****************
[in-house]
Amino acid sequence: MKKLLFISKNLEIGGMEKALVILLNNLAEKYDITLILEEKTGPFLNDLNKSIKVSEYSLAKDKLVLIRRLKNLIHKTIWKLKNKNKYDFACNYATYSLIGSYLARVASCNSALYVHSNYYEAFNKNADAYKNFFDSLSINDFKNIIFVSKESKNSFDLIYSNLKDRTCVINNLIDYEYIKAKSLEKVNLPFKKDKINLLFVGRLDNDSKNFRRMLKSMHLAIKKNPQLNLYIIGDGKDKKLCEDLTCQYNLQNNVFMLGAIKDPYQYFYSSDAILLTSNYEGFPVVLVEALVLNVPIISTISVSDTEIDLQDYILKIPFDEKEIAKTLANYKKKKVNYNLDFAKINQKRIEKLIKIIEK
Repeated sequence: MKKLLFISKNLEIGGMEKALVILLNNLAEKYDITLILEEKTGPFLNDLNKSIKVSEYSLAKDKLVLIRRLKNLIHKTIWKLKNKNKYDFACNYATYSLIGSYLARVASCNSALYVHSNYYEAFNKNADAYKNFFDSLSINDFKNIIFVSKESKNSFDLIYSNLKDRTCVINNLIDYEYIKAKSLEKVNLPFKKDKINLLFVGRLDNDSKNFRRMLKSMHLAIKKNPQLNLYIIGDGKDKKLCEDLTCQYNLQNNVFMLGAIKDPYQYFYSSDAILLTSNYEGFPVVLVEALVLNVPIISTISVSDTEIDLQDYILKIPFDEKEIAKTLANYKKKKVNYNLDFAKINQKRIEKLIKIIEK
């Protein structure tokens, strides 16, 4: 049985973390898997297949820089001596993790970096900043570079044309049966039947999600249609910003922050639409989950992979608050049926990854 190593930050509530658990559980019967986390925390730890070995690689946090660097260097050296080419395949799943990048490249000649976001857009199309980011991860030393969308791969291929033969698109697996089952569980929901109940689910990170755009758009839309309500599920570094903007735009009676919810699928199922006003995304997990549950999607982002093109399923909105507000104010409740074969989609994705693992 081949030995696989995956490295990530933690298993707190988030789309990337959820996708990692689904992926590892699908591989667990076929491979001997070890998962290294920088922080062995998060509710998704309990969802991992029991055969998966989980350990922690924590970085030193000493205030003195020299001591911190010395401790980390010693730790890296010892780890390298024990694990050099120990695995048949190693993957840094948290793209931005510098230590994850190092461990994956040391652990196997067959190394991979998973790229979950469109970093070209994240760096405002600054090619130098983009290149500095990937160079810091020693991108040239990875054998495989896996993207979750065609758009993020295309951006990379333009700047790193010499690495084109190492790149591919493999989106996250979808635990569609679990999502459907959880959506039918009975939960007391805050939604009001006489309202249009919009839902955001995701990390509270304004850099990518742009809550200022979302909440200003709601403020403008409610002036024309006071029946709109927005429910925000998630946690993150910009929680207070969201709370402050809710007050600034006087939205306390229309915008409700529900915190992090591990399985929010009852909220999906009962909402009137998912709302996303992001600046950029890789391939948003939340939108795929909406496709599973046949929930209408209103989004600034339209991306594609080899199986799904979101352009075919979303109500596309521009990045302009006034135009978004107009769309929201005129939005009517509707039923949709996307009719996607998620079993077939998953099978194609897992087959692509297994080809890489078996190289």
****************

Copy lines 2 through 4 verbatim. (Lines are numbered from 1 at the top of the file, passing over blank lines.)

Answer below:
Amino acid sequence: MKKLLFISKNLEIGGMEKALVILLNNLAEKYDITLILEEKTGPFLNDLNKSIKVSEYSLAKDKLVLIRRLKNLIHKTIWKLKNKNKYDFACNYATYSLIGSYLARVASCNSALYVHSNYYEAFNKNADAYKNFFDSLSINDFKNIIFVSKESKNSFDLIYSNLKDRTCVINNLIDYEYIKAKSLEKVNLPFKKDKINLLFVGRLDNDSKNFRRMLKSMHLAIKKNPQLNLYIIGDGKDKKLCEDLTCQYNLQNNVFMLGAIKDPYQYFYSSDAILLTSNYEGFPVVLVEALVLNVPIISTISVSDTEIDLQDYILKIPFDEKEIAKTLANYKKKKVNYNLDFAKINQKRIEKLIKIIEK
Repeated sequence: MKKLLFISKNLEIGGMEKALVILLNNLAEKYDITLILEEKTGPFLNDLNKSIKVSEYSLAKDKLVLIRRLKNLIHKTIWKLKNKNKYDFACNYATYSLIGSYLARVASCNSALYVHSNYYEAFNKNADAYKNFFDSLSINDFKNIIFVSKESKNSFDLIYSNLKDRTCVINNLIDYEYIKAKSLEKVNLPFKKDKINLLFVGRLDNDSKNFRRMLKSMHLAIKKNPQLNLYIIGDGKDKKLCEDLTCQYNLQNNVFMLGAIKDPYQYFYSSDAILLTSNYEGFPVVLVEALVLNVPIISTISVSDTEIDLQDYILKIPFDEKEIAKTLANYKKKKVNYNLDFAKINQKRIEKLIKIIEK
């Protein structure tokens, strides 16, 4: 049985973390898997297949820089001596993790970096900043570079044309049966039947999600249609910003922050639409989950992979608050049926990854 190593930050509530658990559980019967986390925390730890070995690689946090660097260097050296080419395949799943990048490249000649976001857009199309980011991860030393969308791969291929033969698109697996089952569980929901109940689910990170755009758009839309309500599920570094903007735009009676919810699928199922006003995304997990549950999607982002093109399923909105507000104010409740074969989609994705693992 081949030995696989995956490295990530933690298993707190988030789309990337959820996708990692689904992926590892699908591989667990076929491979001997070890998962290294920088922080062995998060509710998704309990969802991992029991055969998966989980350990922690924590970085030193000493205030003195020299001591911190010395401790980390010693730790890296010892780890390298024990694990050099120990695995048949190693993957840094948290793209931005510098230590994850190092461990994956040391652990196997067959190394991979998973790229979950469109970093070209994240760096405002600054090619130098983009290149500095990937160079810091020693991108040239990875054998495989896996993207979750065609758009993020295309951006990379333009700047790193010499690495084109190492790149591919493999989106996250979808635990569609679990999502459907959880959506039918009975939960007391805050939604009001006489309202249009919009839902955001995701990390509270304004850099990518742009809550200022979302909440200003709601403020403008409610002036024309006071029946709109927005429910925000998630946690993150910009929680207070969201709370402050809710007050600034006087939205306390229309915008409700529900915190992090591990399985929010009852909220999906009962909402009137998912709302996303992001600046950029890789391939948003939340939108795929909406496709599973046949929930209408209103989004600034339209991306594609080899199986799904979101352009075919979303109500596309521009990045302009006034135009978004107009769309929201005129939005009517509707039923949709996307009719996607998620079993077939998953099978194609897992087959692509297994080809890489078996190289």